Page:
Principal Granny emerges from the rubble shortened but okay and declares Little Red a hero. Little Red rushes back to her classroom in time to hear the other pencils’ stories and to share her own brave adventure.
Joan Holub’s delightfully clever tribute to writing draws on the Little Red Riding Hood story to get kids excited about using the various parts of speech that make writing so fun and reading so enjoyable. The metaphorical “story path” that Little Red traverses brings her into contact with characters that provide immediate understanding of the concepts. When Little Red squeezes the bottle of conjunction glue, out squirt the words so, but, and, although, yet, and or, which are incorporated into the illustrations on the page. Readers’ familiarity with the original fairy tale increases suspense in this fractured version. The Wolf 3000 electric pencil sharpener makes a perfect nemesis, and the fainting janitor leaves Little Red to sharpen her wits and defeat the beast. Dynamite—at least the word itself—truly is mightier than the sword.
Holub’s nibble talent with puns and wordplay elevates Little Red Writing from simply a book about the subject of grammar and writing to a captivating story kids will love to hear again and again.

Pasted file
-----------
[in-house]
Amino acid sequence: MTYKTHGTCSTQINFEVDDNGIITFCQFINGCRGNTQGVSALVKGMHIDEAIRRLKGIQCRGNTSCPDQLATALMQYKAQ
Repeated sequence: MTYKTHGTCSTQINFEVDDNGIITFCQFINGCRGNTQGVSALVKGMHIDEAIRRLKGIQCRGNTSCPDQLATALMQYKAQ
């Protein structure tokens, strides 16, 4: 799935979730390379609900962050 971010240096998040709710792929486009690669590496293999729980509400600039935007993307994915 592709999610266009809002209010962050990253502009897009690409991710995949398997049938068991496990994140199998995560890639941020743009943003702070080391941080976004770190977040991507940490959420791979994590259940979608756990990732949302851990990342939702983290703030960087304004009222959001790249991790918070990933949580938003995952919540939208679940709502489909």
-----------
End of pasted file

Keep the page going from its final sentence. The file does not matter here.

Grammar has never looked as enticing as in Melissa Sweet’s vivacious illustrations of adorable Little Red on the story path to prove her bravery. Sweet’s pages, combining pencil drawings, watercolor, and collage, burst with animated typography, scraps of vivid red nouns, and expressive characters in a detailed and fully realized pencil school. Little Red’s final battle with the Wolf 3000 gives full range to Sweet’s rousing visual humor in a highly satisfying climax to the story.
For kids who love reading, writing, and a really good story, Little Red Writing would be a welcome addition to their bookshelves. Teachers will find the story enhances any unit on writing, grammar, and literature.
Ages 5 – 9
Chronicle Books, 2013 | ISBN 978-1452152097
You will find children’s books for all ages as well as fun videos, activities, and teachers’ resources on Joan Holub‘s website!
Discover books, things to make, and lots of fun on Melissa Sweet‘s website!
World Teachers Day Activity
Pencil It In Maze
Writing a story is like completing a maze – you must stay on the right path from the beginning to the end to write a satisfying tale. Find your way through intricacies of this printable Pencil It In Maze!
Picture Book Review